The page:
When word started to leak that Pinnacle Entertainment had acquired a license to make a Savage Worlds version of Rifts, I admit that I thought two things. First, I thought that the world was about to end because Palladium was letting someone else redo their game without their system. Second, I thought that it couldn’t work because, despite a lot of people not liking the Palladium system, I felt that it was tied up with the settings with such a Gordian knot that one would not be able to work without the other.
The designers managed to find a way to bring the structure of Rifts’ O.C.C.s (that’s Occupational Character Classes) to Savage Worlds in a way that not only simulates the sometimes staggering power levels of a Rifts game, but at the same time does it in a way that feels like Savage Worlds. A lot of the times when someone converts a game setting from one ruleset to another they tend to kludge systems from one game into another, often in ways that don’t work. The designers of Savage Rifts managed to avoid this trap with package deals that they call Iconic Frameworks. These Frameworks are built around the concepts of Rifts classes like Glitter Boys, Bursters, Cyber Knights, Juicers and other unique Rifts character classes, but they are conceptualized in Savage Worlds terminology.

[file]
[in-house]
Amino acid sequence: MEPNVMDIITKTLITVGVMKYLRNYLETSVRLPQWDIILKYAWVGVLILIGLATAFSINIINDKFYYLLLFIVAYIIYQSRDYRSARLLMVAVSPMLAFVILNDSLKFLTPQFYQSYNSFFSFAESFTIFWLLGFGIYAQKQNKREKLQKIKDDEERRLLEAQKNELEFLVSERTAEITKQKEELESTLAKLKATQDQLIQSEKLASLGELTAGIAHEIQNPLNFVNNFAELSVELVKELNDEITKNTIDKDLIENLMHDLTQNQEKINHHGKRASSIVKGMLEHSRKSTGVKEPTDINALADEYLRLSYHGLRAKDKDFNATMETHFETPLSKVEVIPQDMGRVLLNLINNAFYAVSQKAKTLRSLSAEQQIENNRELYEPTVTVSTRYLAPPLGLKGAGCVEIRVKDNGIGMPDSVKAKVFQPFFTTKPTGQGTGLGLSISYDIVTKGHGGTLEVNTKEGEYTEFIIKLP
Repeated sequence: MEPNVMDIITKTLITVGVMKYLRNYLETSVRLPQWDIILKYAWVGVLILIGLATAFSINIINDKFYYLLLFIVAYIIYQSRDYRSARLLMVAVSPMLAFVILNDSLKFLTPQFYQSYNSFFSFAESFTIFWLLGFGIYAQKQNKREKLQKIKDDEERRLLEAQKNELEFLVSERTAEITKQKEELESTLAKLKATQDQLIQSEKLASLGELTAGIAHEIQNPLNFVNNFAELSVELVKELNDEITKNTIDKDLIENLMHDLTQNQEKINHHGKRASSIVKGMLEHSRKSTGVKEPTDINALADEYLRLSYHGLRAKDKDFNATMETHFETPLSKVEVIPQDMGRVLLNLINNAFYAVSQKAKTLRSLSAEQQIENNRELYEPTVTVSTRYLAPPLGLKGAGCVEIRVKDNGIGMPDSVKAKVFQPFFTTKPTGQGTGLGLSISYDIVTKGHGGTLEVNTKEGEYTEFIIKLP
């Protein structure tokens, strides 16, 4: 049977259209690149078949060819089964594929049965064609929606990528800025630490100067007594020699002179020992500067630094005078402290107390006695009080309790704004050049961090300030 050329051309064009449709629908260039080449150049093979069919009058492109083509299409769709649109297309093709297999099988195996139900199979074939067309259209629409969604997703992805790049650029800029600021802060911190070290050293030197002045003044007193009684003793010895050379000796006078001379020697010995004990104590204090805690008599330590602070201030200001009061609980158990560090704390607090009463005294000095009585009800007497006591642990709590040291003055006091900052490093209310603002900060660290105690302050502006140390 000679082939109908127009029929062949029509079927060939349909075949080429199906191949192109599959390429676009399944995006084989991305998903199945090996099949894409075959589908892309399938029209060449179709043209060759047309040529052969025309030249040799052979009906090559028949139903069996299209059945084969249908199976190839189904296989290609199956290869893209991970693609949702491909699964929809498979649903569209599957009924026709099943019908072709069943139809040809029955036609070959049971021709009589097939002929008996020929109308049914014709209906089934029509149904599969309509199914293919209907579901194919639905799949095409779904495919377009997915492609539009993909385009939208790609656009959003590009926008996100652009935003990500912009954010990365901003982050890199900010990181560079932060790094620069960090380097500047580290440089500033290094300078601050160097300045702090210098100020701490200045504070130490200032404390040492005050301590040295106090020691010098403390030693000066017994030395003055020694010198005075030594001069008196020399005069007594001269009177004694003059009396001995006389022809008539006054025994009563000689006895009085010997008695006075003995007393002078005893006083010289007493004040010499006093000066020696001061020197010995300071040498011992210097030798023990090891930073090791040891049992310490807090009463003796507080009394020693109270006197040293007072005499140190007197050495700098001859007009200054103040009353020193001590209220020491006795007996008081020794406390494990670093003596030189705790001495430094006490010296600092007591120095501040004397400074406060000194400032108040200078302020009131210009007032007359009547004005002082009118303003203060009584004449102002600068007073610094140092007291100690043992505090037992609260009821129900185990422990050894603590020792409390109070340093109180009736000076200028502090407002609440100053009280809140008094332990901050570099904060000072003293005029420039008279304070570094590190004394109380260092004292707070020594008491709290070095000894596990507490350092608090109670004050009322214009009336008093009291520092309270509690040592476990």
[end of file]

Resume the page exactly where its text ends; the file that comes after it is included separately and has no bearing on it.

Savage Worlds rules concepts like power points are given the Rifts names of P.P.E. (Potential Psychic Energy) and I.S.P. (Inner Strength Points) in these rules, to better fit the Rifts experience. Mega-Damage and M.D.C. (Mega-Damage Capacity) are alive and well in Savage Rifts.